Is the following sentence correct? The part after 'called upon' sounds a bit strange to me.

'SIRE (a company) calls upon to keep hands off our social workers, so this video must be aimed at individuals who use violence against the people that are always ready to help us.'

  • So, it is fine to use 'call upon' without adding the person(s) who are called upon? – Rowan Jan 5 '20 at 11:36
  • Apologies for my error. No. SIRE must call upon someone, e.g. the public. – Michael Harvey Jan 5 '20 at 11:38
  • Oh, but what can I use instead of 'calls upon' here? – Rowan Jan 5 '20 at 11:39
  • SIRE calls upon the public to keep their (or its) hands off our social workers – Michael Harvey Jan 5 '20 at 11:40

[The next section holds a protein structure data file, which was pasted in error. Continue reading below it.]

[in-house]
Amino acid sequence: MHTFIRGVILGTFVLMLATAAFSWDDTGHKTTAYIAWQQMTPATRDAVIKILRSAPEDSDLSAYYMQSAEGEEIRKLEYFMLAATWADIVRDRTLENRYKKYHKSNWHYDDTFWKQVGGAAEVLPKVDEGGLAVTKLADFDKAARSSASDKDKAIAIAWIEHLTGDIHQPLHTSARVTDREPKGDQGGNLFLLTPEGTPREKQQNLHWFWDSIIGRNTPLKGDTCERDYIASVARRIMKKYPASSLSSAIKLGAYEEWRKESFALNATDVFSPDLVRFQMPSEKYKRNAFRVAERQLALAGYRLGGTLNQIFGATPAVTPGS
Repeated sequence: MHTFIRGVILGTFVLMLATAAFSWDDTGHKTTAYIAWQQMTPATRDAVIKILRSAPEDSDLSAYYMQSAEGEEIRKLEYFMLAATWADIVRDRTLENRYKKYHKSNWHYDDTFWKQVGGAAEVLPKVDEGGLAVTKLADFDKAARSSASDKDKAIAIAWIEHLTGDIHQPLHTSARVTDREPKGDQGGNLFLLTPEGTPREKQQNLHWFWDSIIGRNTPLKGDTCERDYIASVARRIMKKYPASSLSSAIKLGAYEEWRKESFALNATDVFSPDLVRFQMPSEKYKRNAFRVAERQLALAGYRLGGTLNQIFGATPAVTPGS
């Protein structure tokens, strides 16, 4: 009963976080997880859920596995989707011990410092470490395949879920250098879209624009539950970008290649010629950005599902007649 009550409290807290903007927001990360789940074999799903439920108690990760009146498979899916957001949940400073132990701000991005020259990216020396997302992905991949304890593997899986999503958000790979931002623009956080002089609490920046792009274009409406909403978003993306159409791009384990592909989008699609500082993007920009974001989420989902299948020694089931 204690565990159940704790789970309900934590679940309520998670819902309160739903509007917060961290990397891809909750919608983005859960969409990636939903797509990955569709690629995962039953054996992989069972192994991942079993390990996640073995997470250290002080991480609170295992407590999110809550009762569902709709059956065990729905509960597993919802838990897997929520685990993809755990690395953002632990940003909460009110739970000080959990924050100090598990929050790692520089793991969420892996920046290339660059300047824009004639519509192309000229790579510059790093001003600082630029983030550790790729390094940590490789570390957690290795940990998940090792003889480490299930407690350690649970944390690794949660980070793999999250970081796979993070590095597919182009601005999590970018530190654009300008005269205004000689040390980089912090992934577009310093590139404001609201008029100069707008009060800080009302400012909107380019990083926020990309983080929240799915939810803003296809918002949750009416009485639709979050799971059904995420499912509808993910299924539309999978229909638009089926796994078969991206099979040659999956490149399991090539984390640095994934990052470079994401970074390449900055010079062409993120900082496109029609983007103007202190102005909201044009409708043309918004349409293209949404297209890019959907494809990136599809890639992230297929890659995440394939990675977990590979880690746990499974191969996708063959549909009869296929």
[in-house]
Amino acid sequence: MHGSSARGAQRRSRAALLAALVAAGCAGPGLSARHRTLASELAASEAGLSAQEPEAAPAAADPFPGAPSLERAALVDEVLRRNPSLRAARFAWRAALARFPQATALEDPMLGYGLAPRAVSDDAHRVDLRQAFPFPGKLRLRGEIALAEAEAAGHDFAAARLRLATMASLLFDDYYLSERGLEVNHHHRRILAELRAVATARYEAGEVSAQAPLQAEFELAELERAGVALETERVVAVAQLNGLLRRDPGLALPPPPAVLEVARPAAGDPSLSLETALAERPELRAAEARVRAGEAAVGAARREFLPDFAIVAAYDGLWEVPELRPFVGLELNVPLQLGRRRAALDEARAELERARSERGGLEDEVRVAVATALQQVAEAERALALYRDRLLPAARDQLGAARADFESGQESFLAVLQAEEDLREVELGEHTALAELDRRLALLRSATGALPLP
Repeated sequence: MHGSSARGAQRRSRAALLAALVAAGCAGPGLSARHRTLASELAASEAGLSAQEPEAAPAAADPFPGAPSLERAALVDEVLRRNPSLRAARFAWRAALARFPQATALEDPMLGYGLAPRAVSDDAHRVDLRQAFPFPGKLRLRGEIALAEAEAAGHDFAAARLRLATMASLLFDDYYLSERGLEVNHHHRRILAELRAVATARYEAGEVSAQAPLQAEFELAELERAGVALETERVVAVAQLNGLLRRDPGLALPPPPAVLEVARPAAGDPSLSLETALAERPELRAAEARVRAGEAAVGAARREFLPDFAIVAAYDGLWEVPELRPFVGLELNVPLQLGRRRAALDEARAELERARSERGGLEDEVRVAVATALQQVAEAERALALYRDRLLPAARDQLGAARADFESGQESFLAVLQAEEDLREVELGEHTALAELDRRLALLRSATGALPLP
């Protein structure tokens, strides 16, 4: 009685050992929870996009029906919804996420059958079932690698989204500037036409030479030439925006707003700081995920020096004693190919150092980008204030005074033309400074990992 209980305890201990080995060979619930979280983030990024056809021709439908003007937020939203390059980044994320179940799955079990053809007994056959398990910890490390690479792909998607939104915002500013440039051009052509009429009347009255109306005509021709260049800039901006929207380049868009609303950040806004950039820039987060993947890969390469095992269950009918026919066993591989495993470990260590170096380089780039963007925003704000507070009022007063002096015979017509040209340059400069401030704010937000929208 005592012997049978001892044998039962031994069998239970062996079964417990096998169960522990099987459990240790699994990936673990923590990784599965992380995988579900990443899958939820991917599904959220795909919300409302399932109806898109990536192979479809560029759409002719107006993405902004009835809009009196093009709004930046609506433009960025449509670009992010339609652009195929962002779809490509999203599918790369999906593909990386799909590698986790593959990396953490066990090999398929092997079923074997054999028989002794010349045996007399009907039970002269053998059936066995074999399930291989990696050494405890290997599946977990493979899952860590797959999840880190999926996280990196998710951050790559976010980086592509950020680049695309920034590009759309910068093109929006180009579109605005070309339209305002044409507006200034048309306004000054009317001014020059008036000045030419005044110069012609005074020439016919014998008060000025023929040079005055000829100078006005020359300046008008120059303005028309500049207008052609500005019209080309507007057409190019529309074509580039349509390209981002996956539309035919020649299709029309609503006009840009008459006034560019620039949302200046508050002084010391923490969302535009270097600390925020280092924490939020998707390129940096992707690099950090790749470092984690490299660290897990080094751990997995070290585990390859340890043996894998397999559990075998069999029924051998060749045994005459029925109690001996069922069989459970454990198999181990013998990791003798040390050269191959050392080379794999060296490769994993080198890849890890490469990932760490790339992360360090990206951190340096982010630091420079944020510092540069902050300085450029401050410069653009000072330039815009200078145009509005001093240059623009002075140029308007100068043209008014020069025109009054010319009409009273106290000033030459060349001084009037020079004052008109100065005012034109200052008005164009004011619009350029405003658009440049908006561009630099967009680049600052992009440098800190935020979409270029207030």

• Can you also say: SIRE makes a call to keep hands off social workers, so... – Rowan Jan 5 '20 at 11:45

Used as in your sentence, the phrasal verb to call upon, meaning to invite or ask somebody to do something, is followed by an object. That is to say, it is a transitive phrasal verb. You call upon [someone] to [do something].

call upon phrasal verb
call on/upon somebody (formal) ​

to formally invite or ask somebody to speak, etc.
I now call upon the chairman to address the meeting.

Call upon (Oxford Learner's Dictionaries)

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